Here’s my problem. When I’m bored I’ll trawl through places like Project Gutenberg or the Internet Archive, searching for things that sound curious, intriguing or, at least, eminently readable. There are now hundreds and hundreds of tiny, little book bibelots, stored on my kindle and computer, waiting my possible perusal or swift reference.

Do I own these books? Of course not. Not in any financial sense. Do the ones I love belong to me as much as any book I’ve paid money for? I guess the answer has to be yes.

The question then becomes one of whether these great hoards of digital books can be counted. And to that I can say a resounding ‘not in this lifetime’. It’s just not possible. While I’m at it I might as well try and count all the pages on the internet. These books keep going out of copyright, getting uploaded and being downloaded.

It’s around about now that it all gets a little philosophical. Just who owns what anyway?

Octavia’s question was a good one as it got me to thinking. A wonderful outcome on any day. But, ultimately, it’s just not the question I want to answer. Ask me this:

What’s still out there that you haven’t yet managed to read?

The answer is, of course, everything. I can’t ever own all of it, but it’s all there. And, so, here I am. With the universe and everything in it still left to read.

 

* Is it just me or does the phrase ‘unread books’ conjure up images of story-less books roaming the midnight streets looking for words to devour. … No? Just me, then?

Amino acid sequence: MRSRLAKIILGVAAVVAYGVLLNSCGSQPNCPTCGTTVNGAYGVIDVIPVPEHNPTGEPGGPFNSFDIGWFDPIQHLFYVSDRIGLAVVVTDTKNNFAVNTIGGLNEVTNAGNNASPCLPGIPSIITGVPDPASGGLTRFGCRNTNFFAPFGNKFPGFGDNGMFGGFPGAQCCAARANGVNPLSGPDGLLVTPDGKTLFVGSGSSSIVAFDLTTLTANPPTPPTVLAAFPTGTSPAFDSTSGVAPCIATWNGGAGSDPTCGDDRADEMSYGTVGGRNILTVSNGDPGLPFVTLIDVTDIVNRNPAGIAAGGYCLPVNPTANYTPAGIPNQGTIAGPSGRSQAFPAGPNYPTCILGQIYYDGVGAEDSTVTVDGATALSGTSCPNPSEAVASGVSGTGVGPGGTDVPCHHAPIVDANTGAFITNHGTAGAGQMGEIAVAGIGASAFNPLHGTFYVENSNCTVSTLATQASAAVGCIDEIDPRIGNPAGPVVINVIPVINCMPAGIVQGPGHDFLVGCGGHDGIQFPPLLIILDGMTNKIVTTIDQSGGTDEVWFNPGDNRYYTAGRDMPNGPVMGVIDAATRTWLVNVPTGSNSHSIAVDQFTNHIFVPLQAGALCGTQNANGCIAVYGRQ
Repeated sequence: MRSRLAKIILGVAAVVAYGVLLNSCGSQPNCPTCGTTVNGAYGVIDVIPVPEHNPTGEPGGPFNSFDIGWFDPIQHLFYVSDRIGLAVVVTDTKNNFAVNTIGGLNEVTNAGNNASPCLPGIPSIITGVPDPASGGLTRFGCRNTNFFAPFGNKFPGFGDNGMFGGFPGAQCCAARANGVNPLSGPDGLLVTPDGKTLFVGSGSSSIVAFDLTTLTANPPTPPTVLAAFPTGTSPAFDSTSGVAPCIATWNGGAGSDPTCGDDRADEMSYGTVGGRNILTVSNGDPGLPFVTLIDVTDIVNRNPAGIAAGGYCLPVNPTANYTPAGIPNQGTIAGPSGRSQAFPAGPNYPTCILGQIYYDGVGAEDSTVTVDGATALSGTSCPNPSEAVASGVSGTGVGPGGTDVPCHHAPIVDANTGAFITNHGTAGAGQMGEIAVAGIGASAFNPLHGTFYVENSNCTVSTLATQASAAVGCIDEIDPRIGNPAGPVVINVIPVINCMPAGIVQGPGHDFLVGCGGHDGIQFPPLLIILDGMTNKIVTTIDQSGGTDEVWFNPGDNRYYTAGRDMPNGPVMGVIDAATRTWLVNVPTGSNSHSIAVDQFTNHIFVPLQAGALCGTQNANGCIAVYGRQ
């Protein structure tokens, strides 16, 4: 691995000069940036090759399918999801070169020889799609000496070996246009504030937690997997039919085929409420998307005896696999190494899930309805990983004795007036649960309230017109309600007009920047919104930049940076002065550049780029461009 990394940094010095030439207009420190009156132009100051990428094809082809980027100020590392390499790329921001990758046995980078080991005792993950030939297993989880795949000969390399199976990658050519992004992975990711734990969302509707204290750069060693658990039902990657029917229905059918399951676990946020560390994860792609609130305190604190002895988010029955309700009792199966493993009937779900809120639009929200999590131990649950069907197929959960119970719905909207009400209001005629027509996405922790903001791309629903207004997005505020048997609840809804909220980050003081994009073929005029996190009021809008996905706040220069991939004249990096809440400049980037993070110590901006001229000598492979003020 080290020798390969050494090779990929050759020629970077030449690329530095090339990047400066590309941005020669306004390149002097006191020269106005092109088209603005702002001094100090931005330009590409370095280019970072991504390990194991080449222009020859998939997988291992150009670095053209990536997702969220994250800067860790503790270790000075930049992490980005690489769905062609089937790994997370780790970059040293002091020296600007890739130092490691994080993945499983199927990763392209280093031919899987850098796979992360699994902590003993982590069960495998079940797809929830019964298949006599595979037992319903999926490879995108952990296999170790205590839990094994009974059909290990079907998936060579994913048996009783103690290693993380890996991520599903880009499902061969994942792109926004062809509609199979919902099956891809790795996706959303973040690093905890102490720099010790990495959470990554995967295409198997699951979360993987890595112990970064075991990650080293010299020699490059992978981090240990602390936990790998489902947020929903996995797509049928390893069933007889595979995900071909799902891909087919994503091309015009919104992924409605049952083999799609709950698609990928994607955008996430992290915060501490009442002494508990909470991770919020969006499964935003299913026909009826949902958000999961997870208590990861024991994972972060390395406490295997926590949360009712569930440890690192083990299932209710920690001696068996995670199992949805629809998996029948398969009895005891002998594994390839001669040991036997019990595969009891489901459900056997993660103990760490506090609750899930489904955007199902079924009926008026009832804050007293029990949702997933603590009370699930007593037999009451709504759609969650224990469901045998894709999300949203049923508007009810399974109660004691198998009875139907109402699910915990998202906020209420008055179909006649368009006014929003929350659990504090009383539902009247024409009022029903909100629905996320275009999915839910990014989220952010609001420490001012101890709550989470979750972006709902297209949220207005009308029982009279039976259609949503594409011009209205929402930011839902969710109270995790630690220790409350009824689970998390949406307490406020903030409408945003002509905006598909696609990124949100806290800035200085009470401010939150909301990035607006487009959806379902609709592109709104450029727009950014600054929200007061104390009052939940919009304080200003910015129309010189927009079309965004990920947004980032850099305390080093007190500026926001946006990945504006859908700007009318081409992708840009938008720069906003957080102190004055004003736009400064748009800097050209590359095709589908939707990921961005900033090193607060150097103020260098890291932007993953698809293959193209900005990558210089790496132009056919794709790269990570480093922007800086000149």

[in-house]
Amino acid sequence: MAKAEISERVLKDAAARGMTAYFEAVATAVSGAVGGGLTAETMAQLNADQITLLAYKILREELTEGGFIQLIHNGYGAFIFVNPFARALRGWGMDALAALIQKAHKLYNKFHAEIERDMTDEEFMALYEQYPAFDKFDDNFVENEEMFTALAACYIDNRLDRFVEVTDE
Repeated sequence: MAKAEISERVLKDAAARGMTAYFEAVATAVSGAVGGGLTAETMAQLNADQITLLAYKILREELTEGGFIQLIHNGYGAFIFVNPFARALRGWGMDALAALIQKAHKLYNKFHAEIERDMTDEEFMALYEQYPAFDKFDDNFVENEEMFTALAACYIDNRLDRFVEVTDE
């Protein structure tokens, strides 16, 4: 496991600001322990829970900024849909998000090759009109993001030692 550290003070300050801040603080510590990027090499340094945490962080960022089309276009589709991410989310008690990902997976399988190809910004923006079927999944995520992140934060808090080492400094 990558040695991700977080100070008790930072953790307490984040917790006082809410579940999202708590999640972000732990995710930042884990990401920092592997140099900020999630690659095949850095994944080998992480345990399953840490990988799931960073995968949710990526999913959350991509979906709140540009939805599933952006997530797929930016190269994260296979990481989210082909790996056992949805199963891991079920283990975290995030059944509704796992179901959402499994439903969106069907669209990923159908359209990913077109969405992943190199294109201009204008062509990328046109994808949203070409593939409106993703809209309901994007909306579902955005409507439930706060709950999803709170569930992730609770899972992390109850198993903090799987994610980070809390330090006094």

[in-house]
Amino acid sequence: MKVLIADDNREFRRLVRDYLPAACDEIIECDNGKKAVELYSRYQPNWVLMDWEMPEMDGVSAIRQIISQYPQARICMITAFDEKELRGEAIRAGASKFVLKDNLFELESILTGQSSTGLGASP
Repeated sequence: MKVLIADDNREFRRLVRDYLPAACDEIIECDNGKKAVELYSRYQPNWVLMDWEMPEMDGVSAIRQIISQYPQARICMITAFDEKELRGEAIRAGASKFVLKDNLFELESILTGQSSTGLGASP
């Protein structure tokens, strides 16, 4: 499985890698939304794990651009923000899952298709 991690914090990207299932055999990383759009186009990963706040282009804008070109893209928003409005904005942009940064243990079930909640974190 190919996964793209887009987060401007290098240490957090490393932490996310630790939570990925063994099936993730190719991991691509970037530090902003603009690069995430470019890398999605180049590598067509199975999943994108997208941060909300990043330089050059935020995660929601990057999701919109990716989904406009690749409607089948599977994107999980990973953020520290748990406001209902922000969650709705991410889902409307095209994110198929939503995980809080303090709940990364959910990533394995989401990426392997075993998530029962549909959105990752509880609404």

Listen up

People recording a radio play - black and white photo

Making a story,
The Netherlands Nationaal Archief

So, you’re going to make a podcast.

Great news. At least for me. You see, I’m a podcast addict. I walk. A lot. And everywhere I go I take a little audio show with me. If I’m on the train and there’s no  book to hand, there are a million podcasts awaiting my ears.

My question for you is: How are you going to capture my attention in this great flood of podcasts? Maybe you’ll ask me what I like and want to hear more about. Surely it’s all about what you’ve got to say, not how you say it.

Story before method, right?

Well, no. Not quite.

As any good (or struggling) writer will tell you, getting the story on the page is just part of the job. The rest will see you doing endless hours of editing and redrafting. It’s the same for everyone. Story creation is the hot rush of ideas and making stuff up. No-one makes anything flawless first time around. And we all know it. A poor edit can ruin a great idea.